In Stetten am kalten Markt near Sigmaringen, a tree fell on an apartment building, punctured the roof and damaged three cars. According to police, the damage amounts to around €60,000. No injuries have been reported.

Fire and rescue services as well as police were called out to operations in Freiburg and the surrounding area dozens of times. 

On Tuesday police tweeted: “The storm is keeping emergency services on tenterhooks. Throughout the area, fallen trees are causing danger in road traffic – we ask for special caution and consideration. Please avoid the dams of major rivers in our area.”

READ ALSO: Nine ways to get through winter the German way

Rain to continue

In the Waldshut district in the south of the state, the emergency services were also busy. Strong winds damaged houses and toppled trees as well as fences. 

Police in Karlsruhe reported that trees had fallen, while smaller streets and cellars were flooded. In Stuttgart, a tree fell on a car. According to police, there have been no injuries.

Until at least Tuesday lunchtime, the DWD expected heavy continuous rain in the region. In the Black Forest, around 120 liters per square meter and 150 liters in congested areas is said to have fallen within 72 hours.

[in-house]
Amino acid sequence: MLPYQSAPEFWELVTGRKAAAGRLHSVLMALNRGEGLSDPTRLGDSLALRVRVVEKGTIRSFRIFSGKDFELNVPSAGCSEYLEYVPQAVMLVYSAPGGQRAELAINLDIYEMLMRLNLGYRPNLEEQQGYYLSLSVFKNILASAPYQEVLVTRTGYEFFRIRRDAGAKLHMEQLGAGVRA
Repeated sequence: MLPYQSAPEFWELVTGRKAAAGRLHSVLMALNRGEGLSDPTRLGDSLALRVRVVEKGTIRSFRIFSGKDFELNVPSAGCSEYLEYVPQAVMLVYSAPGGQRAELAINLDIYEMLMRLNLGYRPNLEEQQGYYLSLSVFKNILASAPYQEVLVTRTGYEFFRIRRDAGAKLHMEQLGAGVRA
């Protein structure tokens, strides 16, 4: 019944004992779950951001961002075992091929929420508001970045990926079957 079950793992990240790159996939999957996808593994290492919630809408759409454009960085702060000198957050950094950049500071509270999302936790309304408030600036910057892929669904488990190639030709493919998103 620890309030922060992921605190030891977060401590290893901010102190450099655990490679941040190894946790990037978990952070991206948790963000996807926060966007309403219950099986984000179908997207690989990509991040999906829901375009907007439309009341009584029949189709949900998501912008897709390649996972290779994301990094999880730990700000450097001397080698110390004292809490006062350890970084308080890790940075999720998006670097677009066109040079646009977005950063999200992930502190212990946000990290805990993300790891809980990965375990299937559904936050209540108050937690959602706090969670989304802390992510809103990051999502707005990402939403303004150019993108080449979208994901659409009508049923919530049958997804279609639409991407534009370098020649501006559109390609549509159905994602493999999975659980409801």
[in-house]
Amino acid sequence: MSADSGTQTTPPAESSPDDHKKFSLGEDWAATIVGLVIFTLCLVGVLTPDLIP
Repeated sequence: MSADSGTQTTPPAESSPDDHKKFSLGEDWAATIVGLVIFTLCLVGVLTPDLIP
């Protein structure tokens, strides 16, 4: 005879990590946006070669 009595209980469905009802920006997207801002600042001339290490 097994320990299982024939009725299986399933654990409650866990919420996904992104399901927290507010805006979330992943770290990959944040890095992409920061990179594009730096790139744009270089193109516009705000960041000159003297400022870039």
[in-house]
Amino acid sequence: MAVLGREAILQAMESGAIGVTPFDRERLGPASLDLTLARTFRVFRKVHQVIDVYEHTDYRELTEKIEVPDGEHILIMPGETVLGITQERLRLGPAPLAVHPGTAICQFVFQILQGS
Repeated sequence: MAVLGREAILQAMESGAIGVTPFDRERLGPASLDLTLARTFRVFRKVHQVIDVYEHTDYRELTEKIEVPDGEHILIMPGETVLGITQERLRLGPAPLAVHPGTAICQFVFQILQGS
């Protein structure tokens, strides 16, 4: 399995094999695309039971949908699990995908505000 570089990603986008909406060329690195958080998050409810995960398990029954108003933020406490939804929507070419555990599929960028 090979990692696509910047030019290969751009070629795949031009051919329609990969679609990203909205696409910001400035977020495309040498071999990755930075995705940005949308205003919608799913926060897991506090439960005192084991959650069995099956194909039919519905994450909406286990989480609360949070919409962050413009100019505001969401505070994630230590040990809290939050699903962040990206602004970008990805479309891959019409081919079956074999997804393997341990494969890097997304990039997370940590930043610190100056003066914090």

The DWD also warned against stormy gusts with speeds between 50 and 70 kilometres per hour.

There's also been some snow.

Snow in Thuringia on Tuesday. Photo: DPA

In the Ore Mountains and the Thuringian Forest area, snow fell during the night. In mountainous regions in Saxony, Saxony-Anhalt and Thuringia, the snow is also expected to stay on the ground, according to the DWD.

“Care is also required on the roads there,” said the DWD.

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Germany set for scorching temperatures up to 30C

After days of summery weather, temperatures in Germany are set to peak at around 30C this week before a cooler spell over the weekend.

Germany set for scorching temperatures up to 30C

After a long spell of sunny weather, most parts of Germany could see summer arrive early this week with clear blue skies and sweltering temperatures – but the hot weather may not last long, according to meteorologists.

Heat and sunshine should last through the middle of the week but suddenly give way to cooler temperatures over the weekend, the German Weather Service (DWD) predicts.

On Tuesday, most regions see temperatures in the mid to high 20s and a continuation of the dry weather of the past week. In the northeast, including Berlin, the mercury could reach 28C, and temperatures are likely to be between 22C and 28C across western and central areas.